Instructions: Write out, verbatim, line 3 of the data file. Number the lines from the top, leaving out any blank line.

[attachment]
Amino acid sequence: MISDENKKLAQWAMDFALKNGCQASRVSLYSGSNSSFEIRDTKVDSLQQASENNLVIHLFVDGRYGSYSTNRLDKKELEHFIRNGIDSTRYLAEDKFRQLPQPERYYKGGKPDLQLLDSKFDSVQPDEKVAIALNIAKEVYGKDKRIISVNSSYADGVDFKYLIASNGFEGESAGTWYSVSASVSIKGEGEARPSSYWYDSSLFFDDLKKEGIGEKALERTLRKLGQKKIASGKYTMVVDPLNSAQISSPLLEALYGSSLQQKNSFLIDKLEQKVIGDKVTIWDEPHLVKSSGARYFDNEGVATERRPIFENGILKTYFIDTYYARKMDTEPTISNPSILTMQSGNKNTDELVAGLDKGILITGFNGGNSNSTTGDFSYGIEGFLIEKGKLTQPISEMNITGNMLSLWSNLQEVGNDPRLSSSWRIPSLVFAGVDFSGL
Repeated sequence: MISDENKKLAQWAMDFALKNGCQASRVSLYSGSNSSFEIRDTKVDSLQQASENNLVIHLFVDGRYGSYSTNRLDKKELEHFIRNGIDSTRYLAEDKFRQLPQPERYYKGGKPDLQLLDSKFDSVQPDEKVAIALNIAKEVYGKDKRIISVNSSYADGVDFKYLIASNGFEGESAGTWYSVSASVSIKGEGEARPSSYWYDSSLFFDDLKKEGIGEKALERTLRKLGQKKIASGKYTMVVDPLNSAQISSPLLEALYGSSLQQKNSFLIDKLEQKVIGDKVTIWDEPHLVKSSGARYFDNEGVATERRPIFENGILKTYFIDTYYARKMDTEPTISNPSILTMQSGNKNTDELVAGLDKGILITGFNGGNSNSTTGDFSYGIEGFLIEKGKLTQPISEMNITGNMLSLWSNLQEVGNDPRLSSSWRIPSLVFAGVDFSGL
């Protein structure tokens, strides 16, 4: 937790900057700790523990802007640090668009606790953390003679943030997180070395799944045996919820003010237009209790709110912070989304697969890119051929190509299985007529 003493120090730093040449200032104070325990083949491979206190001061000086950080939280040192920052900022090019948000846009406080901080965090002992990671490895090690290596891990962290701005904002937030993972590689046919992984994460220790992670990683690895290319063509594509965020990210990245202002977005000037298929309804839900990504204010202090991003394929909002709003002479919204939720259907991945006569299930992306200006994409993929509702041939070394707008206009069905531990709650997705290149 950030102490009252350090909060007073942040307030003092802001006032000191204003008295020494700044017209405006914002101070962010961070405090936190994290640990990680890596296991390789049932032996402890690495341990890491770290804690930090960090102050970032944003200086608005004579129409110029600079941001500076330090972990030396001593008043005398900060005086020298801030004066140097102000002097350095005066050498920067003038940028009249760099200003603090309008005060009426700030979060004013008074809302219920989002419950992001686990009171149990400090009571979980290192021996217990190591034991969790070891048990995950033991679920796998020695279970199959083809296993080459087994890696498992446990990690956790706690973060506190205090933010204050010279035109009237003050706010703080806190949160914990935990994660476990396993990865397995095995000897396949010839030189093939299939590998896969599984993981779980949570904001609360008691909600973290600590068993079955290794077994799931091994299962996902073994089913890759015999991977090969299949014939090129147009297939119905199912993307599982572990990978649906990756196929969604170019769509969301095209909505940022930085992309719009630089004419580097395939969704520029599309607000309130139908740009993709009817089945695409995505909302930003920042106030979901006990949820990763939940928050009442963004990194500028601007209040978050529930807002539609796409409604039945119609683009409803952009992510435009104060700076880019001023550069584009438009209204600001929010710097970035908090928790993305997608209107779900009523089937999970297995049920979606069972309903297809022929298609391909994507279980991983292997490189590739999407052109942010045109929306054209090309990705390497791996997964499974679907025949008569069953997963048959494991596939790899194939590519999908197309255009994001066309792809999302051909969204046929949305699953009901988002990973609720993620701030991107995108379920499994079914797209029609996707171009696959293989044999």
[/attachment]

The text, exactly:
């Protein structure tokens, strides 16, 4: 937790900057700790523990802007640090668009606790953390003679943030997180070395799944045996919820003010237009209790709110912070989304697969890119051929190509299985007529 003493120090730093040449200032104070325990083949491979206190001061000086950080939280040192920052900022090019948000846009406080901080965090002992990671490895090690290596891990962290701005904002937030993972590689046919992984994460220790992670990683690895290319063509594509965020990210990245202002977005000037298929309804839900990504204010202090991003394929909002709003002479919204939720259907991945006569299930992306200006994409993929509702041939070394707008206009069905531990709650997705290149 950030102490009252350090909060007073942040307030003092802001006032000191204003008295020494700044017209405006914002101070962010961070405090936190994290640990990680890596296991390789049932032996402890690495341990890491770290804690930090960090102050970032944003200086608005004579129409110029600079941001500076330090972990030396001593008043005398900060005086020298801030004066140097102000002097350095005066050498920067003038940028009249760099200003603090309008005060009426700030979060004013008074809302219920989002419950992001686990009171149990400090009571979980290192021996217990190591034991969790070891048990995950033991679920796998020695279970199959083809296993080459087994890696498992446990990690956790706690973060506190205090933010204050010279035109009237003050706010703080806190949160914990935990994660476990396993990865397995095995000897396949010839030189093939299939590998896969599984993981779980949570904001609360008691909600973290600590068993079955290794077994799931091994299962996902073994089913890759015999991977090969299949014939090129147009297939119905199912993307599982572990990978649906990756196929969604170019769509969301095209909505940022930085992309719009630089004419580097395939969704520029599309607000309130139908740009993709009817089945695409995505909302930003920042106030979901006990949820990763939940928050009442963004990194500028601007209040978050529930807002539609796409409604039945119609683009409803952009992510435009104060700076880019001023550069584009438009209204600001929010710097970035908090928790993305997608209107779900009523089937999970297995049920979606069972309903297809022929298609391909994507279980991983292997490189590739999407052109942010045109929306054209090309990705390497791996997964499974679907025949008569069953997963048959494991596939790899194939590519999908197309255009994001066309792809999302051909969204046929949305699953009901988002990973609720993620701030991107995108379920499994079914797209029609996707171009696959293989044999």